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Nuclear Fear as a Wedge

Nuclear Fear as a Wedge

Author: Howard W. French
Publication: The New York Times
Date: December 24, 2002
URL: http://nytimes.com/2002/12/24/international/asia/24KORE.html?pagewanted=1

North Korea's decision this weekend to remove international controls from its nuclear reactors and from a large supply of weapons-grade fuel is as much a political challenge as a military one, experts on the country's behavior say.

By taking possession of 8,000 spent fuel rods, the country could conceivably begin producing plutonium-based bombs in as little as six months, experts say. But as serious as this sounds, many analysts see another threat in the country's brash actions, and it could materialize even sooner: a weakening of the half- century-old alliance between South Korea and the United States.

A new and diplomatically inexperienced South Korean president is to take office here in February, and he seeks to pursue closer relations with his neighbor. Behind Pyongyang's latest actions, analysts detect a desire to take advantage of the new South Korean eagerness at the expense of the United States, just as America is enduring a period of intense unpopularity among South Koreans.

The North Korean ruling party's newspaper, Rodong Sinmun, alluded to this strategy in an editorial today that called for the two Koreas to work together to cut the United States out of the peninsula's diplomatic equation. "Now is the time for all Koreans to frustrate the U.S. imperialists' aggression and antireunification moves," the newspaper said.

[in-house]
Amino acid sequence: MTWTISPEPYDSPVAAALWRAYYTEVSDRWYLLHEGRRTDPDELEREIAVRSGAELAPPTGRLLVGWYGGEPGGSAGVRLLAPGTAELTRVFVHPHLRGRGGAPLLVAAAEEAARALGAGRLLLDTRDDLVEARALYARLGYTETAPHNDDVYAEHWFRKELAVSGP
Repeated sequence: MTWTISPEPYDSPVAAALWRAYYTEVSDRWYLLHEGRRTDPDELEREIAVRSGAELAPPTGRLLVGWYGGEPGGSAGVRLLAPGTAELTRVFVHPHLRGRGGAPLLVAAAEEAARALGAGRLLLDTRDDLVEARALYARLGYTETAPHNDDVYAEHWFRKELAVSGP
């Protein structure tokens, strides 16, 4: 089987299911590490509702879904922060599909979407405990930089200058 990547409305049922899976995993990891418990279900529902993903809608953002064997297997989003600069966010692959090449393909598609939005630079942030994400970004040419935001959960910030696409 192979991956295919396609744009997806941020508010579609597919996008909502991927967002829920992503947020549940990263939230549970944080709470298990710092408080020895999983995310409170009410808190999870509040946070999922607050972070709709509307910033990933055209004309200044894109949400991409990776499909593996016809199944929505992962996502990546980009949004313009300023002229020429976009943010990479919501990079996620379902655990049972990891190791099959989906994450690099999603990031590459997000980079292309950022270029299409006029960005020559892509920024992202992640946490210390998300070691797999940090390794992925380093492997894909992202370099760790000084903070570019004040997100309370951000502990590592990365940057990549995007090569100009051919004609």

Although no one here expects South Korea to oblige, North Korea's behavior clearly aims to deepen the cracks that have already made this country's relationship with Washington unusually fragile, and analysts who agree on little else say Pyongyang's timing could not have been more astute.

The Bush administration, which has spent two years avoiding serious diplomatic initiatives toward Pyongyang, insists there can be no dialogue with North Korea as long as it is in violation of major arms control commitments. Complicating matters yet further, Washington has been intensely focused on a possible war in Iraq, allowing North Korea to seize control of its deadly nuclear materials in the knowledge that the United States can scarcely take on two major conflicts at once.

This has been a season of huge anti-American demonstrations in South Korea, incited by the deaths in June of two schoolgirls who were accidentally crushed by an American military vehicle on patrol. The protests have revealed a deep wellspring of resentment of the large United States military presence here, and of what many South Koreans feel is their relegation to the role of barely listened-to junior partner. At the same time, feelings toward North Korea have softened, with this country's increasingly affluent and self- confident population looking more in pity than in fear at their neighbor and yearning to help North Korea rather than punish it.

Remarkably, after more than two years of high-profile efforts to engage with Pyongyang, public opinion surveys here show that South Koreans are as skeptical of their longtime ally, the United States, as they are of heavily armed North Korea.

The president-elect, Roh Moo Hyun, who emerged victorious last week in part on the strength of these sentiments, is an ardent advocate of engagement with North Korea, and has vowed to be assertive in dealing with the United States, which he has openly called heavy-handed.